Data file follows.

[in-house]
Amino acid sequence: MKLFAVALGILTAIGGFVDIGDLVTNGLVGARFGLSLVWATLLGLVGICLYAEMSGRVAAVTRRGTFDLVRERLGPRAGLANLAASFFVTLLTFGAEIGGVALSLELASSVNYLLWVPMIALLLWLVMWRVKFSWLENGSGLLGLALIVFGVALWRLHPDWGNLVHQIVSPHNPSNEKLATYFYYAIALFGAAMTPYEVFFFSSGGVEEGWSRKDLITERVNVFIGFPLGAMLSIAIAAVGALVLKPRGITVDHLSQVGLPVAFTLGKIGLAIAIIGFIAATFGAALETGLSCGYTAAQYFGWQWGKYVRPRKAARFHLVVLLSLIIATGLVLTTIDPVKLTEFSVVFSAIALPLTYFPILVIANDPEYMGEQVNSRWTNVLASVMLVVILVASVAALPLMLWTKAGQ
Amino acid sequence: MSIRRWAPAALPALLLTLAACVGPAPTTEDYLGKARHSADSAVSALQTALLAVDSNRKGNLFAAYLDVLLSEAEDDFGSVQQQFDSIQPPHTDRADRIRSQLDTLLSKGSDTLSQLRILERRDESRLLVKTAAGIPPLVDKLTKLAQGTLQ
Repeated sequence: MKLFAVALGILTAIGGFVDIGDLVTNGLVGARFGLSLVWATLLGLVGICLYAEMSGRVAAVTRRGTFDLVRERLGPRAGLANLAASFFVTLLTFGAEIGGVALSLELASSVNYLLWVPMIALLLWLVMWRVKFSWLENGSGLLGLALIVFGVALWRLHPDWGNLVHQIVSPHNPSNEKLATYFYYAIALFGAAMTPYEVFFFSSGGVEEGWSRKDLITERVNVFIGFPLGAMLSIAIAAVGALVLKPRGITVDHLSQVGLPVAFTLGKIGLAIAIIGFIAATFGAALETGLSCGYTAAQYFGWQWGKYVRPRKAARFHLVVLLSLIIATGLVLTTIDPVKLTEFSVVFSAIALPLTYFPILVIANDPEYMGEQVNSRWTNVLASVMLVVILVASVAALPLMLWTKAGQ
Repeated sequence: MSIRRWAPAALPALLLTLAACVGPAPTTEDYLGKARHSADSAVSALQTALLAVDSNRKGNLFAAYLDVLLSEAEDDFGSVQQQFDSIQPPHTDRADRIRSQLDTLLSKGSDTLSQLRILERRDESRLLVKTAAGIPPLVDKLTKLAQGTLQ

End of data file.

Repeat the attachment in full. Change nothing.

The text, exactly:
[in-house]
Amino acid sequence: MKLFAVALGILTAIGGFVDIGDLVTNGLVGARFGLSLVWATLLGLVGICLYAEMSGRVAAVTRRGTFDLVRERLGPRAGLANLAASFFVTLLTFGAEIGGVALSLELASSVNYLLWVPMIALLLWLVMWRVKFSWLENGSGLLGLALIVFGVALWRLHPDWGNLVHQIVSPHNPSNEKLATYFYYAIALFGAAMTPYEVFFFSSGGVEEGWSRKDLITERVNVFIGFPLGAMLSIAIAAVGALVLKPRGITVDHLSQVGLPVAFTLGKIGLAIAIIGFIAATFGAALETGLSCGYTAAQYFGWQWGKYVRPRKAARFHLVVLLSLIIATGLVLTTIDPVKLTEFSVVFSAIALPLTYFPILVIANDPEYMGEQVNSRWTNVLASVMLVVILVASVAALPLMLWTKAGQ
Amino acid sequence: MSIRRWAPAALPALLLTLAACVGPAPTTEDYLGKARHSADSAVSALQTALLAVDSNRKGNLFAAYLDVLLSEAEDDFGSVQQQFDSIQPPHTDRADRIRSQLDTLLSKGSDTLSQLRILERRDESRLLVKTAAGIPPLVDKLTKLAQGTLQ
Repeated sequence: MKLFAVALGILTAIGGFVDIGDLVTNGLVGARFGLSLVWATLLGLVGICLYAEMSGRVAAVTRRGTFDLVRERLGPRAGLANLAASFFVTLLTFGAEIGGVALSLELASSVNYLLWVPMIALLLWLVMWRVKFSWLENGSGLLGLALIVFGVALWRLHPDWGNLVHQIVSPHNPSNEKLATYFYYAIALFGAAMTPYEVFFFSSGGVEEGWSRKDLITERVNVFIGFPLGAMLSIAIAAVGALVLKPRGITVDHLSQVGLPVAFTLGKIGLAIAIIGFIAATFGAALETGLSCGYTAAQYFGWQWGKYVRPRKAARFHLVVLLSLIIATGLVLTTIDPVKLTEFSVVFSAIALPLTYFPILVIANDPEYMGEQVNSRWTNVLASVMLVVILVASVAALPLMLWTKAGQ
Repeated sequence: MSIRRWAPAALPALLLTLAACVGPAPTTEDYLGKARHSADSAVSALQTALLAVDSNRKGNLFAAYLDVLLSEAEDDFGSVQQQFDSIQPPHTDRADRIRSQLDTLLSKGSDTLSQLRILERRDESRLLVKTAAGIPPLVDKLTKLAQGTLQ